https://www.researchgate.net/publication/301578131_Effects_of_Resistance_Training_Frequency_on_Measures_of_Muscle_Hypertrophy_A_Systematic_Review_and_Meta-Analysis
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ATN_Coaching private msg quote post Address this user
Aside from the evidence and someone who support mutli frequency training i.e. each body part 2-4 times a week. There are benefits to performing quote unquote bro splits on an individual basis. I have clients who I have put on frequency based regimens and have little/hindered progress due to lack of recovery and more, even with optimized nutrition in place. Once put on a bro split progression came and came nicely. Other things like a better pump which is a variable/contributor to some hypertrophy. A great mental break, hitting each body part in higher frequency can burn some people out and not be fun so taking a break helps refresh. As well from a personal observance level have noticed when taking clients off a high frequency regimen down to a bro split for a decent period of time 3-6 months then back to a high frequency regimen there is a quote un quote newbie gain effect. There is no science to support this just a general observation I have made over the years. So this is not a post to be counter productive to the video or post but just some general insight, feedback, and more.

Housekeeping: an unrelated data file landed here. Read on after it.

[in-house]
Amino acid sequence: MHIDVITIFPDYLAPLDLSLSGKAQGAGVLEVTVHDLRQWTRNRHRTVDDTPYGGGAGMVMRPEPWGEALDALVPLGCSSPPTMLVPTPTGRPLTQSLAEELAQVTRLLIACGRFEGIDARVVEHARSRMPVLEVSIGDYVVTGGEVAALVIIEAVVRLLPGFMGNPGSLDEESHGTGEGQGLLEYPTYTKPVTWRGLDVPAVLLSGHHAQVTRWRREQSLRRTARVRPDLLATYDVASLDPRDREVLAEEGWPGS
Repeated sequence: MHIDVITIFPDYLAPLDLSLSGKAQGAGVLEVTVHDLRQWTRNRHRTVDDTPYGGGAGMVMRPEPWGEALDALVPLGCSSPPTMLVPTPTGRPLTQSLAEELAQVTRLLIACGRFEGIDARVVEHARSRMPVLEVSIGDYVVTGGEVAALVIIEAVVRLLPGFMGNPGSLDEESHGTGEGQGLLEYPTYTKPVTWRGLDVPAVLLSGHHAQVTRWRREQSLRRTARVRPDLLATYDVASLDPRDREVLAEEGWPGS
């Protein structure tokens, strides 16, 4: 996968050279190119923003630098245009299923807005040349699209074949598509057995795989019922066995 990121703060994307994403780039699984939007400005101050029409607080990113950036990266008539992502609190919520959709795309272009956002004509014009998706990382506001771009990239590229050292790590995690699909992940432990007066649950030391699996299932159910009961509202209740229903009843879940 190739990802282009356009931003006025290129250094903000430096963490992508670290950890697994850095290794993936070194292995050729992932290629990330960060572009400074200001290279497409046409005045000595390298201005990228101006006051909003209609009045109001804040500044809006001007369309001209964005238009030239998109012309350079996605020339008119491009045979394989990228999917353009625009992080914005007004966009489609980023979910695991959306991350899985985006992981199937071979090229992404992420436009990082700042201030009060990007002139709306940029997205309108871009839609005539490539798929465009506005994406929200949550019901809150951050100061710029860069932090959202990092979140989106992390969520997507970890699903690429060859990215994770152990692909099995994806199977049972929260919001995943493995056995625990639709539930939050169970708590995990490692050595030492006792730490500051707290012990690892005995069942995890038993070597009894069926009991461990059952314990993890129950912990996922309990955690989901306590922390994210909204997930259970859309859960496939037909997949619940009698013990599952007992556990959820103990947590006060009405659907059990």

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Benzenunovic private msg quote post Address this user
@ATN_Coaching I agree completely, for some high frequency training might not work as well as a bro split. Just like you, personally with some of my clients I noticed gains progress a lot faster with high frequency. It all could come down to the individual really
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Rawsteel private msg quote post Address this user
Quote:
Originally Posted by ATN_Coaching
I have clients who I have put on frequency based regimens and have little/hindered progress due to lack of recovery and more, even with optimized nutrition in place. Once put on a bro split progression came and came nicely.


There could be several reasons for this, like too much volume, too many sets taken to failure, much stress in their daily lifes, not enough sleep etc.
The more frequent you train the more these factors matter, but if your clients can't fully recover a muscle with ~3 days off full rest, then either the program sucks or they don't sleep.

Quote:
Originally Posted by Benzenunovic
It all could come down to the individual really